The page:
Carl Icahn not worried about Hall of Fame spot

Jul 10, 2019 3:00 AM

Carl Icahn is not in the Gaming Hall of Fame.

Could that be right?

It is. His name is missing from the list of influential figures who have been recognized for their positive influence on gaming.

How did those in charge of the Hall manage to avoid Icahn as they assembled the annual gathering of those who have made a significant difference in the gaming business?

It doesn’t matter because the billionaire activist investor is Page One news these days, putting all the right pieces in place to create a deal  that could send ripple effects far from Nevada.

Icahn bought into Caesars Entertainment and used his attitude as a shrewd buyer of “junk” that could be repackaged and sold for significant profit. Exactly what he did at the Fontainebleau project.

Icahn’s attitude toward his board at Caesars might have translated as a call to arms. “Let’s get moving. No sense sitting on our assets” he might he might have said in so many words.

Eventually, the Icahn team got together with Eldorado Resorts, the formerly sleepy little Reno casino company of the Carano family which went public about five years but was looking for more growth.

A lot of talk and paper-shuffling later we had a deal that had one analyst shaking head saying, “I didn’t see that coming.”

Eldorado Resorts has climbed to a place it’s never before, the top of the pile, the mountain’s peak, call it what you will. The result is impressive and leaves followers of the casino business wondering what happens now?

The most likely prospects: casino deals are waiting to be made. There are antitrust issues to consider and some states limit the number of casinos a single company can own. What these issues may involve remains to be seen.

Sales are likely in Atlantic City where the Caesars-Eldorado marriage will give the born-again Caesars four properties (Caesars, Harrah’s, Bally’s and the Tropicana) should the deal be accepted in its present form.

But in Las Vegas, the company now appears to have more “Strip exposure” than it wants. Tom Reeg, the super-charged CEO at Eldorado who will head operations, said as much during recent conversations. By the way, senior management will come from Reno, corporate headquarters will also remain there but there will be a significant “corporate presence” in Las Vegas, whatever that means.

There is no hurry to post “for sale” signs at any of MGM’s Strip properties which cover every price niche and there is evidence “several Caesars places will rate some careful study by MGM which may have an interest in one or more of the Midwest properties.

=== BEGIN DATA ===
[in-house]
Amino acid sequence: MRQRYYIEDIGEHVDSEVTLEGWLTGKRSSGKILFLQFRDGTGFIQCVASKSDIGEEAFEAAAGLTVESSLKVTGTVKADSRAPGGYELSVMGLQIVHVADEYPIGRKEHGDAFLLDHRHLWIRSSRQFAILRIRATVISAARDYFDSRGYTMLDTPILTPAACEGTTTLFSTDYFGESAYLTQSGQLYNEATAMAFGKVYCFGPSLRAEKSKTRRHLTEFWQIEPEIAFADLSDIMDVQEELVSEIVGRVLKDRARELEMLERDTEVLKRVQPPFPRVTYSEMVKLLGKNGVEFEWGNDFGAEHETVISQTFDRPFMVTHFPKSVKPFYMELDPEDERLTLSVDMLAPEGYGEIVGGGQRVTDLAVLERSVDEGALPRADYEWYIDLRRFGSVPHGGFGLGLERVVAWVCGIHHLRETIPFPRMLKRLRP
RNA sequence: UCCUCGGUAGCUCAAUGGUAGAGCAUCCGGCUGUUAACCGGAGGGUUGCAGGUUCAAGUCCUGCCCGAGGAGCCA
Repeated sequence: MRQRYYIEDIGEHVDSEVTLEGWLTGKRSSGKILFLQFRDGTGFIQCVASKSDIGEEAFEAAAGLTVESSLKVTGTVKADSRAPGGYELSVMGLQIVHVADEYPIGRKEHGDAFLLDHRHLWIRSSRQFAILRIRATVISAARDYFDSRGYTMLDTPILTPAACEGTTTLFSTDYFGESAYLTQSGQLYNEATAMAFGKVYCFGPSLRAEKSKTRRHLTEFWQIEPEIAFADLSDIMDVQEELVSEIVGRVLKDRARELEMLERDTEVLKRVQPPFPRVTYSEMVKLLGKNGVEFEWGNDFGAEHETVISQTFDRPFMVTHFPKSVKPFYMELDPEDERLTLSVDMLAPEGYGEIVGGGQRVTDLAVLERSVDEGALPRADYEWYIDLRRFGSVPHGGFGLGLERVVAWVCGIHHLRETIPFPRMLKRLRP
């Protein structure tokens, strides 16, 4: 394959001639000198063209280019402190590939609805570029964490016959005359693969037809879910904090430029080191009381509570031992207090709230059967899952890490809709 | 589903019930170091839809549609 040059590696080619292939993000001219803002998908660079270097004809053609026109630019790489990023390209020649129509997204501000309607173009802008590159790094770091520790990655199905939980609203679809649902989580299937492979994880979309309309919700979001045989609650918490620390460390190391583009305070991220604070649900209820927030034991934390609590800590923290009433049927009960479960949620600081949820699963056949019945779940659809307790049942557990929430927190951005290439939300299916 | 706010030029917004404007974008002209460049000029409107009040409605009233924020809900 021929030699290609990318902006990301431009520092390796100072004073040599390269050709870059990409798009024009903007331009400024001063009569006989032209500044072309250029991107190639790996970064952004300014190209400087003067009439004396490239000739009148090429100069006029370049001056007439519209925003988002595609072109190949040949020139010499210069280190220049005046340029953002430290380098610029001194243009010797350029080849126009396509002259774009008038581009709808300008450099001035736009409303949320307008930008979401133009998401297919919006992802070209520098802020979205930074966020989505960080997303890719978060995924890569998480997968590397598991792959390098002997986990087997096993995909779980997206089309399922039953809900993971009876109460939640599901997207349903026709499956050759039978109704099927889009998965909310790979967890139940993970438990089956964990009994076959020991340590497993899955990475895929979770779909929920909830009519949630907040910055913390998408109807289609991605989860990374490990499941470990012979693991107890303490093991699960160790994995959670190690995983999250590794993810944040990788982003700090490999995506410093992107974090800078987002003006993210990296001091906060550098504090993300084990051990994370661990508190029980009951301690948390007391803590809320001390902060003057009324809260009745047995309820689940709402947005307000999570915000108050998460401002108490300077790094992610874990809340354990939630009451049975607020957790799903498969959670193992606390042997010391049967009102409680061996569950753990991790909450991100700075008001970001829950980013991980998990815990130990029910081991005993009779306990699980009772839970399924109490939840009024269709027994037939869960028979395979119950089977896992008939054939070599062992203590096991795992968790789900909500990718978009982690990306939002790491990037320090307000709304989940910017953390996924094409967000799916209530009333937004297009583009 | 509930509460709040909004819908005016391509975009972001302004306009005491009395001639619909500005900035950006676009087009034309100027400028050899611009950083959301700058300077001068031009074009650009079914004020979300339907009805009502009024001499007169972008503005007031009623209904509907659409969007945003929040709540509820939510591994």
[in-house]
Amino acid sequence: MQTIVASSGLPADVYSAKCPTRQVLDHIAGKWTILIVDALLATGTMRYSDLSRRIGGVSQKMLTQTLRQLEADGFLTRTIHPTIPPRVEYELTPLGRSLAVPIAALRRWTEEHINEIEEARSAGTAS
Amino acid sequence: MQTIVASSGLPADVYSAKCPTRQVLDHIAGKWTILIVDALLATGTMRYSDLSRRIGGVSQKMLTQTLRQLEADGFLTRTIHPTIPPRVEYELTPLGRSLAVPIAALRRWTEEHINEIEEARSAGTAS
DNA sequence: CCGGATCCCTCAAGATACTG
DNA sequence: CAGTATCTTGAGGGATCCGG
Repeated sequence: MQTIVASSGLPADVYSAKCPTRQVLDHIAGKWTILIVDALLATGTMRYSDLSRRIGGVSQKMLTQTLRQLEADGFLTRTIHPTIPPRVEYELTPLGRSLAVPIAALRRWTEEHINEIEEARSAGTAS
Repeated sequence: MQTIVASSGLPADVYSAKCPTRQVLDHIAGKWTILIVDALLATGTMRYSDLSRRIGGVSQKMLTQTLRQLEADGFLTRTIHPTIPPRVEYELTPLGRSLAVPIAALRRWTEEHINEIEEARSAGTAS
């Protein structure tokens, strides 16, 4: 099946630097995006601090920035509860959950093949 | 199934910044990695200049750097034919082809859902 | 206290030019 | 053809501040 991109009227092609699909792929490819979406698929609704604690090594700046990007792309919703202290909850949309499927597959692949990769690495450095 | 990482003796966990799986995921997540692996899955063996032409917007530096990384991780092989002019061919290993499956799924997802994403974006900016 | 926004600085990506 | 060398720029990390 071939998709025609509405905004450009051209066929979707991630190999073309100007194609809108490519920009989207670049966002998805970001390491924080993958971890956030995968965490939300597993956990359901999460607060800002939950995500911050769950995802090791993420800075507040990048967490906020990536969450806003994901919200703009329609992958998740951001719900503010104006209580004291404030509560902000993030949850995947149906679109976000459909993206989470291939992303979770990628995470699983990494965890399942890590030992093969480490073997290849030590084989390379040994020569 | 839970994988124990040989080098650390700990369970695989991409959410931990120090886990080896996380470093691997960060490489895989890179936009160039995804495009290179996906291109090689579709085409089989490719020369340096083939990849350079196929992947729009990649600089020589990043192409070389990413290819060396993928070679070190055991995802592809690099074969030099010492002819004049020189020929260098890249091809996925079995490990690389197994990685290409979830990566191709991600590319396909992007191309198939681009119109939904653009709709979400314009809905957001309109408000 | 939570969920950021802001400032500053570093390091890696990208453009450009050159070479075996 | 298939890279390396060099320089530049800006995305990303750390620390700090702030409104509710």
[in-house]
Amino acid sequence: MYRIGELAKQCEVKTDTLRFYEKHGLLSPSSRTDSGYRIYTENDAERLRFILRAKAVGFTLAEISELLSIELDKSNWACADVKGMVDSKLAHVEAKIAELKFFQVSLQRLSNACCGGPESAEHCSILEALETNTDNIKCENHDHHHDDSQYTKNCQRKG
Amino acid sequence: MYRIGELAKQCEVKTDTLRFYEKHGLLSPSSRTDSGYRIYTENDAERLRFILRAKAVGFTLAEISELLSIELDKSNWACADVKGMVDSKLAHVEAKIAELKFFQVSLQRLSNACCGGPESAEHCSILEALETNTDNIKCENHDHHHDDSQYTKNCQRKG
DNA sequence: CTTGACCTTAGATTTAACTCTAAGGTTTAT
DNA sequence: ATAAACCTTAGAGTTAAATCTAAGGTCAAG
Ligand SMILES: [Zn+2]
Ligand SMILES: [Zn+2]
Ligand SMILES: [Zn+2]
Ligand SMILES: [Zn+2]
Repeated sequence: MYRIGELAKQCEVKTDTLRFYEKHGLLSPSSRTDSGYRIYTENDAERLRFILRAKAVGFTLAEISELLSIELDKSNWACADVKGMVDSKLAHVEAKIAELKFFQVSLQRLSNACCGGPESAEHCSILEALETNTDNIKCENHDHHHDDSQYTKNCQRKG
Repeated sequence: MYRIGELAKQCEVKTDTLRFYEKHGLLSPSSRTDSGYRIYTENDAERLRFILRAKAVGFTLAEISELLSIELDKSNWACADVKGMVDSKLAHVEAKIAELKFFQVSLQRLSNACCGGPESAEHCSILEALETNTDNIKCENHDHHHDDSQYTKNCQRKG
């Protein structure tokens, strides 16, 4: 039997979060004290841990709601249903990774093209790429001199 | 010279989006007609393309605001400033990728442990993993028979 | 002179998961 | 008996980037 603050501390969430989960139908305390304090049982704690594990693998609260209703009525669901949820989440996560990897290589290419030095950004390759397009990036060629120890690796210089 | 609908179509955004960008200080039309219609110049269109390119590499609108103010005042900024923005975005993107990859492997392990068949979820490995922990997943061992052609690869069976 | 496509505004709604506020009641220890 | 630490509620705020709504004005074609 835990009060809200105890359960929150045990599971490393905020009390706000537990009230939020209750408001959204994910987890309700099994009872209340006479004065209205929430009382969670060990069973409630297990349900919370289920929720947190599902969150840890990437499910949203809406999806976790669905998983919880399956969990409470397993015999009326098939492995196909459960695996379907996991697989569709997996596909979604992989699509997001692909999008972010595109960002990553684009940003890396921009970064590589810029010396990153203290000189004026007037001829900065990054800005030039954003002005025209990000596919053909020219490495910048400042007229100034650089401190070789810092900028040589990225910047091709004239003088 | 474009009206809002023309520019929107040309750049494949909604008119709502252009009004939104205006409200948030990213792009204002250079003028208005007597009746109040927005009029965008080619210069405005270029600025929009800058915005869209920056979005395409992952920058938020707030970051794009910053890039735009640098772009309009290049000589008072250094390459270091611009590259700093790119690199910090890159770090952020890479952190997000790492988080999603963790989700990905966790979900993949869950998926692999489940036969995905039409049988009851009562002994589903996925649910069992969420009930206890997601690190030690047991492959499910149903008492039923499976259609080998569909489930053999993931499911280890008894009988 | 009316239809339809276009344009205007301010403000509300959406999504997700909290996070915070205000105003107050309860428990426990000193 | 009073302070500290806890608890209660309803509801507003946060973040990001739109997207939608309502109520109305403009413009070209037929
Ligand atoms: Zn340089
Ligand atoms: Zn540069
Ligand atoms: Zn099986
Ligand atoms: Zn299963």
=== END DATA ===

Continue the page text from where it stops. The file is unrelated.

There are a lot of moving pieces on the table and there’s no telling what will make sense to this or that developer. For instance, so far there has been little said about the Rio and how it might be utilized. The talk about another sports stadium has sputtered and died.

The latest unconfirmed report is that some (maybe all?) of the Rio’s nearly 100 acres may become the site of a mixed use by development.

Let’s wait and see.

Eldorado is positioning itself in an attempt to be America’s pre-eminent gaming company. The deal, valued at $17.3 billion, creates something that has never been seen before in about  60 gaming properties under one ownership scattered 16 states.

Reeg said: “It is rare that you see a merger where because of the great synergies one plus one equals five. I look forward to seeing our investment prosper.”

Even Icahn had some friendly words for Caesars.

“There are far too many boards that, unlike Caesars, believe corporations are more like feudal systems, than democracies; that stockholders are the peasants who represent a necessary evil that must be tolerated, possibly patronized, but certainly ignored,” he said. “Much like the feudal barons, they hire mercenaries (lawyers and investment bankers) to deal with these peasants (stockholders), if they become too unruly...”

Ah, now I see why he didn’t make it to the Hall of Fame. 

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